Is Granholm II Coming to the Wine Industry?

In a post at the blog for the National Association of Wine Retailers I layout the importance of a case that has been appealed to the Supreme Court. Tennesee v. Byrd, if granted cert by the Court, will determine if and under what circumstances states may pass laws that discriminate against out-of-state wine retailers shipping into their state. 

It’s a short read and there is a link to the petition for the Writ of Certiorari. Given the number of cases that have been filed over the years challenging the various state bans on wine shipments from out-of-state retailers (three are currently still in the courts), it’s interesting that it’s actually a residency case that might get the retailer shipping bans in front of the court.

If the case is taken up by the court, the scrambling among industry interests will be fascinating. Retailers who want protection from competition will file amicus briefs with the court telling them the three-tier system must be protected. Retailers who want to serve customers in remote states will file an amicus brief arguing that retailers deserve protection from blatant discrimination the same way wineries possess that protection. Wholesalers will argue in their amicus brief that if bans on retailer shipping are overruled we will likely see thunderbolts from the heavens obliterate the earth and all life on it will perish. Wineries. What will wineries do? Will they argue the Constitution does protect retailers from discrimination or will they argue that “it’s not our fight” in the hopes that the court will protect them from competition?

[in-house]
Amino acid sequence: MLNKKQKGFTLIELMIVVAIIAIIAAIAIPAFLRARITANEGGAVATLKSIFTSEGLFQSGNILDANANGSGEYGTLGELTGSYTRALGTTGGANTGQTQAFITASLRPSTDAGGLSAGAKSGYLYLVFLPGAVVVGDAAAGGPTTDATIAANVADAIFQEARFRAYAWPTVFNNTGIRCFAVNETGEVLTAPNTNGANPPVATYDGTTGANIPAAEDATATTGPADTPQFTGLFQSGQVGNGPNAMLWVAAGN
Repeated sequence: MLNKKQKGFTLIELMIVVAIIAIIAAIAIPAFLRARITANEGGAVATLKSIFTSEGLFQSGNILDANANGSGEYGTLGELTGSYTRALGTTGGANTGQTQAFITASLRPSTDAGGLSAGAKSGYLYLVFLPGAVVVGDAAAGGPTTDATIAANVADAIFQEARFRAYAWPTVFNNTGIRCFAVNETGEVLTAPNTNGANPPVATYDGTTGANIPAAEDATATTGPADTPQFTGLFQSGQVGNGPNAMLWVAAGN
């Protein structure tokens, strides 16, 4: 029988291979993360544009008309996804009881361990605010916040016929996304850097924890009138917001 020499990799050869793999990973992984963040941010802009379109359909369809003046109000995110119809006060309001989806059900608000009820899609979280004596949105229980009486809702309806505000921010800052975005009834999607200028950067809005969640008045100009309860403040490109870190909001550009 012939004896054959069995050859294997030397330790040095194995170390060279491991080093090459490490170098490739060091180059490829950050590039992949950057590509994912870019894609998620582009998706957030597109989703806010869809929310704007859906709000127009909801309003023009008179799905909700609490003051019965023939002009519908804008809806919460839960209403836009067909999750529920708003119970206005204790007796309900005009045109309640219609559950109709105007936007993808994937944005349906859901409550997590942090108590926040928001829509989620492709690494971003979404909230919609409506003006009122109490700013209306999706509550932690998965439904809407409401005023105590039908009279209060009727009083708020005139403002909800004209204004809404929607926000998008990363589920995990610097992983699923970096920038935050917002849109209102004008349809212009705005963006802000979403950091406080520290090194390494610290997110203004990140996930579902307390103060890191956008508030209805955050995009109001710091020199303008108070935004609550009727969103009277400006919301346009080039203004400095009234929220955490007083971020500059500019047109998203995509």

In any case, none of these things may come to pass if the Court does not choose to take the case. We won’t know if that happens until at least the Fall. However, if you are interested in the background to this case, how it got to where it is and what the implications are, go read the NAWR post.

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3 Responses

  1. Patricia - July 24, 2018

    Hmm, hmm? Many questions, I suppose?

    And, although less relevant to North American producers, what will happen after Brexit?

    To be fair, I don’t think wine or even spirits or beer are high on the Brexit agenda, but it will be interesting to find out (later, much later) whether so-called ‘third country’ tariffs stay the same, or not? Will former British Commonwealth countries get preferential treatment? Will former EU partners have preferential treatment?

    Perhaps we should start a betting circle? …or not.

  2. sara - July 25, 2018

    I am very curious to know what will happen in the next months. And I hope the cellars and traditions are really protected.

    sara di maglietta con scritta

  3. VVP (veux, veux-pas) - July 25, 2018

    Tom

    We don’t see how aggressive invasion of one behemoths (Total Wine) into markets of other states with products already available in those states (Three-tier systems are still unquestionably legitimate), or local fast home deliveries from another global market behemoth (Whole Amazon Foods) of products also available in the state are related to interstate retail shipments of products which are not available in the state.

    These all three are totally different and must be kept separately oranges and apples.

    However, we all remember that the state licenses and regulates retailers in its borders. It is absolutely up to the state to set requirements for license privilege to be granted.

    And again, Tom, the answer for FedEx/UPS question is a must! In for a penny, in for a pound, Tom.


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